Ok… Last mention of Daniel Pink (Sorry guys- “Drive” is a really interesting book!)… He argues extrinsic motivation (pay, monetary incentives, etc…) doesn’t typically work over the long haul but intrinsic motivation does. However, I think there can be a way to merge both worlds.
Let’s say you are a manager in a store and you have just witnessed an employee, Sabrina, helping a customer very effectively. Sabrina is an employee who does a solid job but is not someone who necessarily leads others.
Old school extrinsic motivation reward: “Sabrina, I observed you helping that customer effectively. I want to give you a paid day off for helping that customer!”
My suggested extrinsic/intrinsic reward: “Sabrina, I observed you helping that customer effectively. I want to let you know that your efforts, character, and performance are absolutely appreciated in this place and I am proud to have you on my team. You matter to us and I am proud of you. Here is a paid day off coupon to thank you for contributing to our company’s success in the way you do.”
In my suggestion, the reward is not an end to itself. Instead, it is in response to, not only a specific behavior that was performed, but also references Sabrina’s internal processes, her sense of self, character, and ultimately reinforces Sabrina’s sense of buy-in towards the company. Those latter characteristics are internal conventions that could certainly contribute to further intrinsic motivation – which Pink cites as being a powerful driving force in successul people.
Agree? Disagree? Do you have any experience in situations like this?
In Daniel Pink’s book “Drive,” he mentions two types of tasks followers of leaders typically accomplish:
1. Algorithmic – these tasks are led by a set of instructions that lead to one conclusion
2. Heuristic – these tasks are artistic and cannot be solved through a simple set of instructions
As one may deduce, heuristic tasks are what take the pie when it comes to innovation, profitability, and maximizing results. Heuristic tasks catch people’s attention, require special and creative thought, and more easily stimulate the success of one’s innerself.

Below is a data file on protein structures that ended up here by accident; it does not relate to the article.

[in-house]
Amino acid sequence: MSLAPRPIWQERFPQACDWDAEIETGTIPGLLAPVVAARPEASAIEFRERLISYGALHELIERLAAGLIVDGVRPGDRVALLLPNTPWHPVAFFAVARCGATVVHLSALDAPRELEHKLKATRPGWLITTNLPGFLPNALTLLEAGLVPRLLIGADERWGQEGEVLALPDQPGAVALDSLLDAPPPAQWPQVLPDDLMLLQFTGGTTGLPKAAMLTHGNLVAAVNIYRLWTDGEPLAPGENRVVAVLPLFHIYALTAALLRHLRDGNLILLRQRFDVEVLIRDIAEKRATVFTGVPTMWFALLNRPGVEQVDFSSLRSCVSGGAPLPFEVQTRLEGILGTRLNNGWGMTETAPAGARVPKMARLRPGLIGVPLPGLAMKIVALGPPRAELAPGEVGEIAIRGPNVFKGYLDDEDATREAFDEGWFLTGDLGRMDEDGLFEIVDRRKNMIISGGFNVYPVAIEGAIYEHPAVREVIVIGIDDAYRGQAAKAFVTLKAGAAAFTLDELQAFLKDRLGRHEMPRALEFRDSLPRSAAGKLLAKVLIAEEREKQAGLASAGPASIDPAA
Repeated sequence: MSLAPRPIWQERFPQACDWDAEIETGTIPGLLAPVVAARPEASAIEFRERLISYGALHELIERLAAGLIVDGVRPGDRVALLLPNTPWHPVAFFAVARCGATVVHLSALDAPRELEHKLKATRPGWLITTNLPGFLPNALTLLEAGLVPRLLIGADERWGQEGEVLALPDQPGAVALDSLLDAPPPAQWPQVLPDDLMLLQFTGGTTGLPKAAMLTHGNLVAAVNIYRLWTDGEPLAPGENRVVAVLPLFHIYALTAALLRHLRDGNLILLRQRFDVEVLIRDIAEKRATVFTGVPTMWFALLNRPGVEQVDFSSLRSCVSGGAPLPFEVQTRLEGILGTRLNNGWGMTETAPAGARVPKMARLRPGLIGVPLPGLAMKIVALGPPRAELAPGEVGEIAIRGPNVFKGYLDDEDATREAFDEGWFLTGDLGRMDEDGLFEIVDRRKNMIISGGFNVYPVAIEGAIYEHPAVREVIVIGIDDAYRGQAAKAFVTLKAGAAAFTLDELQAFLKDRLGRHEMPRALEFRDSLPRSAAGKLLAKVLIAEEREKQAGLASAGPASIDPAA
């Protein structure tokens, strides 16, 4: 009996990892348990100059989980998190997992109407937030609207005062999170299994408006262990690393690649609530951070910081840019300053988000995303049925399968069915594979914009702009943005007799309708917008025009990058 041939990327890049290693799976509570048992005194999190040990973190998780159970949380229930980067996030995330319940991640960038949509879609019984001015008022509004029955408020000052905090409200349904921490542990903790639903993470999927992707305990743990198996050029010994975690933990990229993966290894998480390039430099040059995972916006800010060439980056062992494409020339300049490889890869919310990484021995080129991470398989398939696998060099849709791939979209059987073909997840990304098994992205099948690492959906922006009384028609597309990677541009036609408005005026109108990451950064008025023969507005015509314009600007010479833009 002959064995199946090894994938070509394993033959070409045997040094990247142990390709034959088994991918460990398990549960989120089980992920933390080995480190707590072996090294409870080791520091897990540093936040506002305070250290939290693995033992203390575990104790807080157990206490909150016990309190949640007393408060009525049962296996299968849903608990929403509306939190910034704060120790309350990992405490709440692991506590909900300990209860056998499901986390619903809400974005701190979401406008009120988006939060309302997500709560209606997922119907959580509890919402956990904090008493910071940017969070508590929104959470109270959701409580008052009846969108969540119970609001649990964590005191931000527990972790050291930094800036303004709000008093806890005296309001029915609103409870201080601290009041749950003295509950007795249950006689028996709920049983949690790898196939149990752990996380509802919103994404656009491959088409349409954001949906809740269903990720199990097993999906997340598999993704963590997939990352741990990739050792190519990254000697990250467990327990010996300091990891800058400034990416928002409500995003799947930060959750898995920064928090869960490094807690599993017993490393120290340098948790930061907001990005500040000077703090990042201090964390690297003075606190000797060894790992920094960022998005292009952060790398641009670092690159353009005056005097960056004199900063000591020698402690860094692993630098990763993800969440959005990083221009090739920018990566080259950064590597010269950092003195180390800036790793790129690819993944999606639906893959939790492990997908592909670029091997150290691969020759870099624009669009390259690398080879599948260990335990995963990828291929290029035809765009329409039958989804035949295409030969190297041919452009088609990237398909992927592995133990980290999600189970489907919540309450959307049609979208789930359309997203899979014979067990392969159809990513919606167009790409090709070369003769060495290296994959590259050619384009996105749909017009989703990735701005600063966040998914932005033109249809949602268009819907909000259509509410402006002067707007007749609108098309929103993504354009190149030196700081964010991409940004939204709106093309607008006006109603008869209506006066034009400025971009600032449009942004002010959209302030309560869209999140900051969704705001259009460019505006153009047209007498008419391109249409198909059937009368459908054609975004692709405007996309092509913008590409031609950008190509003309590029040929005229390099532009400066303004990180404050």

Heuristic tasks change the world. Algorithmic tasks maintain it.
Go be heuristic today!
Go do something that involves your self and creates a sense of accomplishment and pride!
Go change the world!
photo courtesy of yelp.com
I began my day at the beach reading Daniel Pink’s book “Drive.” While sprawled out on my outstandingly comfortable REI LTG Comfort chair (seriously! AMAZINGLY comfortable!), I observed not once – not twice – but three times various people with dogs picking up their dogs’ poop in neon plastic bags. I began to wonder…why were people doing this?
1. Carpinteria City Beach is technically not dog friendly, but there are no police there to enforce this law… or a law for leaving poop on the beach. Nope, it’s not a fear of breaking a law.
2. Perhaps this was a social norm? Peer pressure? There was probably 1/4 mile between people this morning…so fear of being seen by someone for not doing the right thing probably is a small if any factor.
3. Intrinsic motivation. (my vote 🙂 )
I believe intrinsic motivation is responsible. Intrinsic motivation is characterized by a drive to be responsible, successful, and sometimes altruistic. Perhaps people intrinsically want to keep the beaches clean for others to enjoy. Daniel Pink considers intrinsic motivation to be the strongest possible motivator and I’d agree with him.
What intrinsic motivations guide your daily actions?
Thanks God for intrinsic motivation that keeps poop off the beach.